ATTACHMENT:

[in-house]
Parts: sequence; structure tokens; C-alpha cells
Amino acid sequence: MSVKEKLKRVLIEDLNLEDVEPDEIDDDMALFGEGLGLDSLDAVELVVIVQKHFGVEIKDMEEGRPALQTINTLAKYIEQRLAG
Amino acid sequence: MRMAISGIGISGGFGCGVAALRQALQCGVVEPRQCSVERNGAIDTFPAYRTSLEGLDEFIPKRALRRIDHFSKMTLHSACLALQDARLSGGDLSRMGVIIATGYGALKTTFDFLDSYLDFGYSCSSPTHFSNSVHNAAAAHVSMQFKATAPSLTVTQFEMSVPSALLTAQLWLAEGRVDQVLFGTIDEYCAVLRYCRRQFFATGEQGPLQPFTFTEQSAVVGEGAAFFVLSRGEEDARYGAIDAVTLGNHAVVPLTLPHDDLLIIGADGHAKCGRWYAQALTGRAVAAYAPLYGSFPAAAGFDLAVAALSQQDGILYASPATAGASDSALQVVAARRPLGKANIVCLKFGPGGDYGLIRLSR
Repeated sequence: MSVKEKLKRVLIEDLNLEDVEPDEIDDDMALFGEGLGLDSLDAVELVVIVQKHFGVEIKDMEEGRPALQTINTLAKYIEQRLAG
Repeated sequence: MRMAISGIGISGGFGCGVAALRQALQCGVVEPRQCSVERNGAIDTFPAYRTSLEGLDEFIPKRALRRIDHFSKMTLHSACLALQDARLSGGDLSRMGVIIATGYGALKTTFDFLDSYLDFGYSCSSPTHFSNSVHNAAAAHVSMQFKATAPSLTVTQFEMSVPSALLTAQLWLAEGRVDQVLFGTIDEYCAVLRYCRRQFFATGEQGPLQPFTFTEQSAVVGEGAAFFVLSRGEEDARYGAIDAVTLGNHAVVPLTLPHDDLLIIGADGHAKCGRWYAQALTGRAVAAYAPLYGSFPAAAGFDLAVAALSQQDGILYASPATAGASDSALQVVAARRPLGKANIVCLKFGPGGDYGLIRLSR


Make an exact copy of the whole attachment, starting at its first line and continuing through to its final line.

[in-house]
Parts: sequence; structure tokens; C-alpha cells
Amino acid sequence: MSVKEKLKRVLIEDLNLEDVEPDEIDDDMALFGEGLGLDSLDAVELVVIVQKHFGVEIKDMEEGRPALQTINTLAKYIEQRLAG
Amino acid sequence: MRMAISGIGISGGFGCGVAALRQALQCGVVEPRQCSVERNGAIDTFPAYRTSLEGLDEFIPKRALRRIDHFSKMTLHSACLALQDARLSGGDLSRMGVIIATGYGALKTTFDFLDSYLDFGYSCSSPTHFSNSVHNAAAAHVSMQFKATAPSLTVTQFEMSVPSALLTAQLWLAEGRVDQVLFGTIDEYCAVLRYCRRQFFATGEQGPLQPFTFTEQSAVVGEGAAFFVLSRGEEDARYGAIDAVTLGNHAVVPLTLPHDDLLIIGADGHAKCGRWYAQALTGRAVAAYAPLYGSFPAAAGFDLAVAALSQQDGILYASPATAGASDSALQVVAARRPLGKANIVCLKFGPGGDYGLIRLSR
Repeated sequence: MSVKEKLKRVLIEDLNLEDVEPDEIDDDMALFGEGLGLDSLDAVELVVIVQKHFGVEIKDMEEGRPALQTINTLAKYIEQRLAG
Repeated sequence: MRMAISGIGISGGFGCGVAALRQALQCGVVEPRQCSVERNGAIDTFPAYRTSLEGLDEFIPKRALRRIDHFSKMTLHSACLALQDARLSGGDLSRMGVIIATGYGALKTTFDFLDSYLDFGYSCSSPTHFSNSVHNAAAAHVSMQFKATAPSLTVTQFEMSVPSALLTAQLWLAEGRVDQVLFGTIDEYCAVLRYCRRQFFATGEQGPLQPFTFTEQSAVVGEGAAFFVLSRGEEDARYGAIDAVTLGNHAVVPLTLPHDDLLIIGADGHAKCGRWYAQALTGRAVAAYAPLYGSFPAAAGFDLAVAALSQQDGILYASPATAGASDSALQVVAARRPLGKANIVCLKFGPGGDYGLIRLSR